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  • In response to the proposal for a new administrative building to be erected, 1/4 mile east of Parliament House, nine test pits were put down by the Department of the Interior for the purpose of examining the sub-surface conditions. Four of the pits were used for engineering tests of the bearing power of the rock foundations. The geology of the site is discussed in this report.

  • Details and results are given of a seismic refraction survey made at the request of the Hydro-Electric Commission of Tasmania, to investigate the site of the western portal of the proposed Mossy Marsh Tunnel. The tunnel is part of the No. 2 Tarraleah Canal project to transport water from Lake King William to Tarraleah Power Station. The primary object of the survey was to determine the thickness of till overlying the dolerite bedrock, and hence contours of the bedrock surface.

  • The four field parties and the Airborne Geophysical Section continued operations in the area during the quarter ending 30th September, 1953. This report provides a summary of the geological and geophysical operations carried out during this period, and an overview of the staff and housing situation.

  • The establishment of seismological and magnetic observatories at Heard Island is described. Brief descriptions and photographs of the huts and instruments are given. Earthquake phases recorded between April 1951 and February 1952 are listed, as are absolute magnetic observations made between July 1951 and January 1952. Although Heard Island has two active volcanic craters, the region is not very active seismically. Only two near earthquakes were recorded, both probably 2°.9 distant along the Kerguelen ridge. The absolute magnetic observations showed that the high rate of secular change in declination and horizontal intensity is continuing.

  • Existing sources of water supply are described. Proposals for improving the supply of town water are considered. Further investigations are recommended with respect to tapping the southern lobe of the local basin, surface conservation, underground water resources, and the selection of a possible dam site.

  • On May 3rd, and again on June 1st, the author visited the Cotter dam to investigate a reported loss of water from the fault on the northern side of the wall. This report gives an account of these visits, together with the author's observations and conclusions in relation to the reported water loss.

  • This geological report on the Jervis Bay firebrick clay deposit and the Jervis Bay aerodrome is comprised in three distinct sections. The first discusses the situation and production history of the area, and describes the geological surveys completed to date. The second describes the geology and topography of the aerodrome. The final section describes the investigation of the firebrick clay and the results of this investigation, with reference to the aerodrome and the proposal for a new runway. Accompanying plans of the clay deposit and the aerodrome are included.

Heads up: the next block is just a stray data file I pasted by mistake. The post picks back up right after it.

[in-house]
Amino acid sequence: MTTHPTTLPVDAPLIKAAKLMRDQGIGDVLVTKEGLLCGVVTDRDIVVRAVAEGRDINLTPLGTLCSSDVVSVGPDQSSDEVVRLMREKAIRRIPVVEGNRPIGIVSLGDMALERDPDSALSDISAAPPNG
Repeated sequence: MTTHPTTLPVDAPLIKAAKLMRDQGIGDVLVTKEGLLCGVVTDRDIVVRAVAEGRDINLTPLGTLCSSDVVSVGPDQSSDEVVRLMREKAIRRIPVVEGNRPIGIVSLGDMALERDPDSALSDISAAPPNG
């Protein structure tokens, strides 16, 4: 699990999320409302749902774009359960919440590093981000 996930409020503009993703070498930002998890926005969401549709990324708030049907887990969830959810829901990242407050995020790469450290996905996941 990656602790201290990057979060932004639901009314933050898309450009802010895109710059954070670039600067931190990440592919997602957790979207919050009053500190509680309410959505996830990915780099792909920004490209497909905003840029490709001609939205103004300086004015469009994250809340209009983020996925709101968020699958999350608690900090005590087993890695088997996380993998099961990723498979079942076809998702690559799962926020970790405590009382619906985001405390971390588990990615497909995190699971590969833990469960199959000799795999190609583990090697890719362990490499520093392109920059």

• For nearly nine months of the year the river proper is confined to a narrow channel two to three hundred feet wide. During the remainder of the year, however, the river is subject to periodical floodings resulting from heavy tropical rain on its water-shed and for periods of a week of more at a time the low level bridge is covered by flood water. The dislocation of rail traffic which results from these periodical floodings has been a matter of serious concern to the Queensland authorities for many years and a decision was made to construct a high level rail and road bridge to replace the existing structure. Construction was commenced, but before it proceeded far, it was considered desirable that the depth of the bedrock, previously examined, should be established without doubt. In view of the uncertainty of the depth to be drilled and the very considerable difficulty in drilling through alternating layers of drift sand and boulder wash, a request was made by the Co-ordinator General of Public works for Queensland for a geophysical investigation of the site. A survey was carried out by the geophysical section of the Commonwealth Bureau of Mineral Resources during August and September, 1947. The investigation of the results is far from complete but the seismic method gave such concise results that this preliminary statement is justified. Geology, geophysical methods, results, interpretation, and testing are discussed in this report.

  • An examination was made of a proposed dam site at Geehi in April, 1947. The report comprises notes on access, general geology, evidence gathered from aerial photography, and the suitability of the site. Three accompanying plans, and a petrographic report on rocks collected from the vicinity, are appended to this report.

  • This report has been prepared at the request of Engineers of the Department of Works and Housing. The writer spent a day with Mr. Crotty examining the site, and another day alone studying general geological conditions relevant to the proposed scheme. The visit and its findings are outlined in this report.